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Does Sodium Make You Look Bloated?

author image Laura Niedziocha
Laura Niedziocha began her writing career in 2007. She has contributed material to the Stoneking Physical Therapy and Wellness Center in Lambertville, N.J., and her work has appeared in various online publications. Niedziocha graduated from Temple University with a Bachelor of Science in exercise science. She also has her Associate of Arts in communications from the Community College of Philadelphia.
Does Sodium Make You Look Bloated?
A woman reads the sodium level of soy sauce in a grocery store. Photo Credit Danilin/iStock/Getty Images

Too much sodium plays a role in looking bloated. Sodium causes your body to hold water, which can make your body seem bloated. This occurs through a process initiated by your sodium intake and relieved by the work of your kidneys. You can reduce the amount of water your body holds by reducing your sodium intake as well as reducing sodium containing foods.

Sodium and Water Retention

When you eat a large amount of sodium, your body retains water. Water retention can cause you to look and feel bloated. The same is true for the reverse, states the CaloriesPerHour.com website. Eating too much sodium causes your body to hold water, and eating too little sodium can cause your body to temporarily lose water weight.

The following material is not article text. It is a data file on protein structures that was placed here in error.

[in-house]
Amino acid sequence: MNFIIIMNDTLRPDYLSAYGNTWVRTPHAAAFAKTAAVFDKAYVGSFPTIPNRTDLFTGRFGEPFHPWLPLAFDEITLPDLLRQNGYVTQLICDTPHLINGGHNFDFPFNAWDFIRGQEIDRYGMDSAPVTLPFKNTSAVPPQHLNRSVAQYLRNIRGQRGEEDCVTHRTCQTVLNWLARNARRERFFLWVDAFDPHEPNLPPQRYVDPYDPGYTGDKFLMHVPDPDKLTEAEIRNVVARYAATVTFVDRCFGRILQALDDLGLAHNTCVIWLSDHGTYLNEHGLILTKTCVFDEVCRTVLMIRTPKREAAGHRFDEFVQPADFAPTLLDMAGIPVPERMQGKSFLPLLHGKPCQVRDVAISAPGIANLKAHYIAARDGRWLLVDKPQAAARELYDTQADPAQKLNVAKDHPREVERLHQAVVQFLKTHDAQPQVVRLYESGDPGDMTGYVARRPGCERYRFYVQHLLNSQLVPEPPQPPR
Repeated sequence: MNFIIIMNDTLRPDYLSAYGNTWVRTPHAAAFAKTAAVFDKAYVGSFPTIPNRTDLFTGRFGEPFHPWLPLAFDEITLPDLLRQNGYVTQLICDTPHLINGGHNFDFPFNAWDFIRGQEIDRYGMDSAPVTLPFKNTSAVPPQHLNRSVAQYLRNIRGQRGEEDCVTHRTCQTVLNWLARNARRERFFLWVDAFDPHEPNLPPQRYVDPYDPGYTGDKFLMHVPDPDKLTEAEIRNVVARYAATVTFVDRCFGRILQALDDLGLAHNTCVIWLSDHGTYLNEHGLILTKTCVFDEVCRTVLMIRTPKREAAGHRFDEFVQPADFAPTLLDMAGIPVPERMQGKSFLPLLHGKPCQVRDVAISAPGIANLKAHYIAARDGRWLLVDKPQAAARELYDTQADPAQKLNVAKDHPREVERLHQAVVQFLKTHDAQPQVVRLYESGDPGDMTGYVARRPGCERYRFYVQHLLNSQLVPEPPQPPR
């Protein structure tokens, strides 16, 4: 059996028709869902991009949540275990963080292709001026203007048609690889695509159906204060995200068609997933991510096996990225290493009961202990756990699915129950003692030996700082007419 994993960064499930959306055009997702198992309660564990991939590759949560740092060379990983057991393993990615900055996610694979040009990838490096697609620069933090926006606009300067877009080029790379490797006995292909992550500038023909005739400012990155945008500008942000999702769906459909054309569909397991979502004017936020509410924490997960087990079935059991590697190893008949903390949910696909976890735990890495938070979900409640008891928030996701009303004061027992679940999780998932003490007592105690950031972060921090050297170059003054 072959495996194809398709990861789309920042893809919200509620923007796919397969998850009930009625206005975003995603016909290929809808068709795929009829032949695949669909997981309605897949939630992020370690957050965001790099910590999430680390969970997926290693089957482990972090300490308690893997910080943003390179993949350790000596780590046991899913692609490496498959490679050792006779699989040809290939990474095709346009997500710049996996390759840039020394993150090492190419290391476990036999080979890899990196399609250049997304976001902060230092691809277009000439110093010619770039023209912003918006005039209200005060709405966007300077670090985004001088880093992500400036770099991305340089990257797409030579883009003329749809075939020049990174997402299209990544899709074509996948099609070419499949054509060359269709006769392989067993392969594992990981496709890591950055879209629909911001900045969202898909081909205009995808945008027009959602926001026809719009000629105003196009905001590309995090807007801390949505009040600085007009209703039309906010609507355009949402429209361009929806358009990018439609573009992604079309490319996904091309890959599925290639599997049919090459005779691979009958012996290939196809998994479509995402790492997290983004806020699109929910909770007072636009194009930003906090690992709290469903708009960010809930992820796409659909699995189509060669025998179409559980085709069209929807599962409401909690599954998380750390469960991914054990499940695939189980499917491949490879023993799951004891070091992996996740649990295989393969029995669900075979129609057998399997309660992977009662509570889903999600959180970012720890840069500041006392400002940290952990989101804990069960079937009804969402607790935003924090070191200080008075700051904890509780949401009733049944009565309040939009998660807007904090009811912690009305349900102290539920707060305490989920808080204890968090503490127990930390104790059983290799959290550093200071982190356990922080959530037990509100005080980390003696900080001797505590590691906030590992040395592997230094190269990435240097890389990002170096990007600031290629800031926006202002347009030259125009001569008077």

Sodium is one of the most powerful fluid balancers inside your body. It controls the amount of fluid around your cells. Eating a large amount of sodium triggers the thirst sense inside your brain. Your body needs to match the amount of sodium with fluid until the sodium-to-water ratio your body seeks is back to normal. Your kidneys work to expel the extra sodium and extra fluid.

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Other Adverse Side Effects

Not only can a high-sodium diet make you look and feel bloated, it can also cause negative cardiovascular effects. Too much sodium can result in elevated blood pressure, which can lead to a hypertension diagnosis. The water retention that sodium causes increases your blood volume, which raises your blood pressure, making your heart work harder.


Sodium is a necessary part of your diet, but it can be harmful in excess. The USDA suggests both a lower and upper intake recommendation for sodium. It is safe to get somewhere between 1,500 and 2,300 mg of sodium per day. Control your sodium intake by eating fresh, whole foods and limiting your intake of processed, packaged foods. Read nutrition labels and observe portion control.

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  • "Nutrition: Concepts and Controversies"; Frances Sizer and Eleanor Whitney; 2004
  • CaloriesPerHour.com: How Salt Affects Your Weight
  • "Dietary Guidelines for Americans: 2010"; United States Department of Agriculture and the United States Department of Health and Human Services; 2011
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